Containing Losses

Smart meters to reduce unaccounted-for water in Pune

Non-revenue water (NRW) is one of the biggest issues faced by urban local bodies (ULBs). The factors that contribute to unaccounted-for-water (UfW) are pipeline leakages, corrosion, water theft and operational inefficiencies of ULBs. A case in point is the Pune Municipal Corporation. The ULB is responsible for facilitating water supply (apart from other civic services) in the city, including the 11 newly merged villages covering an area of 332 square km. However, providing equitable access to portable water in the densely populated area has become a challenge for PMC. The utility does not have a sufficient distribution pipeline network. Moreover, the existing pipelines are old and require replacement. Household metering is also almost negligible.

Around 13 thousand million cubic feet (tmcft) of water is being lifted annually from PMC’s four dams – Khadakwasla, Panshet, Varasgaon and Temghar, against a requirement of 16 tmcft. This is not sufficient to meet the water demand. In addition, much water is lost in pipelines due to leakages, resulting in a high NRW level of about 40 per cent. As a result, most of the villages and surrounding areas face frequent water cuts and are heavily dependent on water tankers.

In order to cater to the growing demand, PMC continues to create new infrastructure such as main pipelines and sumps. However, it has not been able to curb its water losses. The ULB has now realised the need for smart technology interventions to manage water supply. To this end, IoT-enabled devices and smart equipment such as smart meters are being deployed as part of its ambitious 24X7 water supply distribution project. Through 100 per cent smart metering, PMC aims to bring the NRW below the 20 per cent level, which is the benchmark service level. Further, this digital initiative will help PMC deliver services more efficiently while ensuring accountability and transparency.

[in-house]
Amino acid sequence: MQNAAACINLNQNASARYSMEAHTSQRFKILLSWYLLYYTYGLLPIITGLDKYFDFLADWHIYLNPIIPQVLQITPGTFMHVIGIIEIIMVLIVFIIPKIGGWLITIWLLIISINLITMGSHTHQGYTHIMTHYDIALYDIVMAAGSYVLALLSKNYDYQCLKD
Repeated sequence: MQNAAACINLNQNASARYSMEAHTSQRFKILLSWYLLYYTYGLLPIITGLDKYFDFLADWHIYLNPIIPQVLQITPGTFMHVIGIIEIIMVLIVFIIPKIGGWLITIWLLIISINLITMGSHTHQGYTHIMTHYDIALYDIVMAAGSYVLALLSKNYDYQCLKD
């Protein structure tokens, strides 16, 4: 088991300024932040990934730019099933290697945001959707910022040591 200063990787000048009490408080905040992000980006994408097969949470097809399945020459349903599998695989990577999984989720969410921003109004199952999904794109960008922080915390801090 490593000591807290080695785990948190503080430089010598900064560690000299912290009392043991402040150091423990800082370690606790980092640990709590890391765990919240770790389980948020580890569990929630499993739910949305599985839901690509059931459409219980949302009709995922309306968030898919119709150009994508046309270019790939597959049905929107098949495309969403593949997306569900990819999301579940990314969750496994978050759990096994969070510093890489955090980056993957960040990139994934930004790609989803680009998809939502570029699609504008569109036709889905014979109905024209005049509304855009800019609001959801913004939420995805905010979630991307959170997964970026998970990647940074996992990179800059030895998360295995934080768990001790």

24X7 water supply

To switch from intermittent water supply to 24X7 pressurised water supply, PMC launched the 24X7 water supply distribution project in 2016. Through the project, PMC aims to provide safe and equitable water supply across the city and curb water losses by implementing 100 per cent smart metering. As part of the project, the civic agency is constructing 103 water tanks across the city besides laying about 1,600 km of water pipelines.

The contract for project implementation was awarded to two engineering, procurement and construction contractors, Larsen & Toubro Limited (L&T) and Jain Irrigation Limited, in February 2018. While L&T won works worth Rs 16.80 billion, Jain Irrigation won a contract worth Rs 3.75 billion. The latter involves laying a 508 km pipeline network, and the installation of 49,000 water meters including the laying of 1,339 km utility ducts connecting households. Meanwhile, L&T will be involved in the laying of water, transmission pipelines and optical fibre cable ducts, the construction of sumps and house service connections, the adoption of NRW reduction measures, the installation of supervisory control and data acquisition (SCADA) and 275,000 smart meters. It will also undertake water audits, record bill readings, and carry out other associated electromechanical and instrumentation works.

Work on the project had commenced in June 2018. Currently, water pipelines are being laid in Audh, Baner and Ahmednagar areas, where 56 km has to be laid. The work of constructing water tanks is also in progress in various areas. The door-to-door survey that was started by PMC in October 2018 to obtain information about the water requirement and the number of persons residing in every house is at the final stage of completion. The installation of water meters has not yet started. The entire project entails an investment of Rs 20.55 billion and is expected to be completed by 2021-22.